As I mentioned in a previous post, professionalism in software development means a lot of self-improvement and some time out of work to learn new things. Sometimes an employer will give you a few hours a week, or perhaps a day a month, to be used for learning. Which is great and is a sign of a good employer. These opportunities in work hours provide ample time to learn new things, as the time investment isn’t as steep as people think.
To start, a good measure is providing you with an information flow of the things you want to keep up-to-date with. Finding these springs of information can be a pain, however. Distinguishing from a mindless spam can be tricky. You need to find the nice middle ground between information bombardment and drought, based on how much time you spend browsing the web normally.
Try to weave them into your usual web browsing. Whichever your social media of choice is, use that. It will automatically build into your daily routine. If you’re on Reddit, subscribe to subreddits and make sure they appear on your front page. It’s all about making the transition from looking at dog gifs and cat pictures, to looking at dog gifs cat pictures as well something productive.
Integrating these information feeds into your current feeds is just a start though. The best way to keep on top in the industry is to do greenfield projects. Something new and fresh, which isn’t constrained by legacy patterns or technologies. However, as you probably know, they can be hard to come by, particularly if you’re starting out in your career. You need to create your own opportunities through home projects. Outside the work environment, all projects are greenfield, with the added benefit of no deadline and no expectations.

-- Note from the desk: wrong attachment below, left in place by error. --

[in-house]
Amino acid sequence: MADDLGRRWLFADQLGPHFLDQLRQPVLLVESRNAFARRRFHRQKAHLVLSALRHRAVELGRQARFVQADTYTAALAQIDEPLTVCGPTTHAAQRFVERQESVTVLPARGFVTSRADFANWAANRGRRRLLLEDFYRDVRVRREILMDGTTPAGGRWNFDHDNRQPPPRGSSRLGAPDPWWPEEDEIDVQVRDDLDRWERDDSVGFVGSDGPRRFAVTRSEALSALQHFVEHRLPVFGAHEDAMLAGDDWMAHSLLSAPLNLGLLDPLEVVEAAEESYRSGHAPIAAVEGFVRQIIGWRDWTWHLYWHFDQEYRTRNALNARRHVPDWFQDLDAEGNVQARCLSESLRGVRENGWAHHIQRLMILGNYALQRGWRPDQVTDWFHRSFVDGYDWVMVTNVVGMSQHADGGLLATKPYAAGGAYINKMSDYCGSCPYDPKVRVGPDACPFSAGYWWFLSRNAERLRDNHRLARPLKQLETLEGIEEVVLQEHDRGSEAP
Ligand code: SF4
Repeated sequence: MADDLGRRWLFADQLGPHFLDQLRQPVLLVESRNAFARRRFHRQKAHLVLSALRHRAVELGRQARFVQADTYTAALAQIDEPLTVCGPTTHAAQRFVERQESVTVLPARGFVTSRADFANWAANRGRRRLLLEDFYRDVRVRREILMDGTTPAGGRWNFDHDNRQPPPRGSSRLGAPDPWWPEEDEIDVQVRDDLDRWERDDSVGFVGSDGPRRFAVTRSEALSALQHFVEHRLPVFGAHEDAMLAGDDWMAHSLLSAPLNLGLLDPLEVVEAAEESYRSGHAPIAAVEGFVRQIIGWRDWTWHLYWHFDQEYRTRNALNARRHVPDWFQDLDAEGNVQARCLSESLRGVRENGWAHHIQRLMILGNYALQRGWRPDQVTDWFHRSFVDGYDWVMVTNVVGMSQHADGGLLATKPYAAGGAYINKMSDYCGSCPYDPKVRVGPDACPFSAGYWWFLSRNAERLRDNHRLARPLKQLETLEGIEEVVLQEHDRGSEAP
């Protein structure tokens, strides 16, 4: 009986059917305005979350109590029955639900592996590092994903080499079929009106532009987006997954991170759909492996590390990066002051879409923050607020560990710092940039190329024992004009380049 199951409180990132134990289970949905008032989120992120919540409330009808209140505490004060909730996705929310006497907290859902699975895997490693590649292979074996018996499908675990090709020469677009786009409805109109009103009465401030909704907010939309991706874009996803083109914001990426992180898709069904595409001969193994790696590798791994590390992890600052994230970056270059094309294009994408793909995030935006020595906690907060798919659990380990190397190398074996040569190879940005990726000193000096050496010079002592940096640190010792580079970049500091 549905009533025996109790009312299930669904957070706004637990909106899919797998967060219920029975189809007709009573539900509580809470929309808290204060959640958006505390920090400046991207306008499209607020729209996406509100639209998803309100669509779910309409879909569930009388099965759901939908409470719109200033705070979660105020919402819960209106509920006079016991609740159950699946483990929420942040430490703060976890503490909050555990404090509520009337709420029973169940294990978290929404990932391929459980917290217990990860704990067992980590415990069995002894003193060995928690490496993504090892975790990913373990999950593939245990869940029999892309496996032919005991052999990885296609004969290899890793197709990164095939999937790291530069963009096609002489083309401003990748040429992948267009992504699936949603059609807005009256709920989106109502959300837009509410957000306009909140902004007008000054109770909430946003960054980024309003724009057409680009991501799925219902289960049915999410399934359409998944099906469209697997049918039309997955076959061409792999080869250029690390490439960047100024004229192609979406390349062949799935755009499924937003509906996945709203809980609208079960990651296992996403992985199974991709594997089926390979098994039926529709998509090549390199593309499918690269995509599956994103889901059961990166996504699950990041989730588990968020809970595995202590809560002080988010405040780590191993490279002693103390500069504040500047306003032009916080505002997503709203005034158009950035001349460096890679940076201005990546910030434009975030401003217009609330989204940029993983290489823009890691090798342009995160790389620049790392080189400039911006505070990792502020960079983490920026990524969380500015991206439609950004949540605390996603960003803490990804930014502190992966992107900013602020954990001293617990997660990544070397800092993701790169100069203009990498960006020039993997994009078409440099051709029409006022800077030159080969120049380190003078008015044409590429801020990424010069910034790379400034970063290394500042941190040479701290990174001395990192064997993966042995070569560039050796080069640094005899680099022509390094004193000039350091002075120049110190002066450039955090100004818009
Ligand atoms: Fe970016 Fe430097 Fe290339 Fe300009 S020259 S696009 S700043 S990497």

Choose something that interests you and just start coding. If you’re aiming to design a new feature, just start writing and see if you can make it work (You can tidy it up later). If you want to learn a new design pattern, start small and build a small and simple program that gives you the feel for it.
If you’ve had that idea for a potential SaaS solution, just go make it. Use a new technology, use a new design pattern, and even use a new language. Build up your arsenal of tools to use in your day to day work. It doesn’t have to be the next multi-million dollar product to make the effort worth it. The experience gained will set you apart, making you first in line for future opportunities.
Remember. Time spent thinking about doing something is the time you could have spent doing it. This isn’t to say don’t plan what you want to do. It means you don’t need a detailed plan before you start. Questions like “What if I want to monetise it?”, “What if AWS pricing shoots up?”, “How could I market my SaaS idea?” are all secondary. You can cross the bridges when you get to them (and I hope you do). Use them as learning opportunities. Start simple, and build from there. (“I am going to make an exercise routine app using Xamarin” or “I’m going to make a simple website using the MEAN stack”, even “I’m going to keep up to date with the latest c# news”)
When I start a new project I like to swap out only one of the layers for something I haven’t tried before (SQL to NoSQL, Razor to Angular/React, Repo pattern to Clean). Keep it simple and don’t bite off more than you can chew. Starting out I just made sure I stuck to SOLID principles, which in itself gave me the largest gain for understanding what makes a good and bad codebase. To summarise, get started and see where it leads.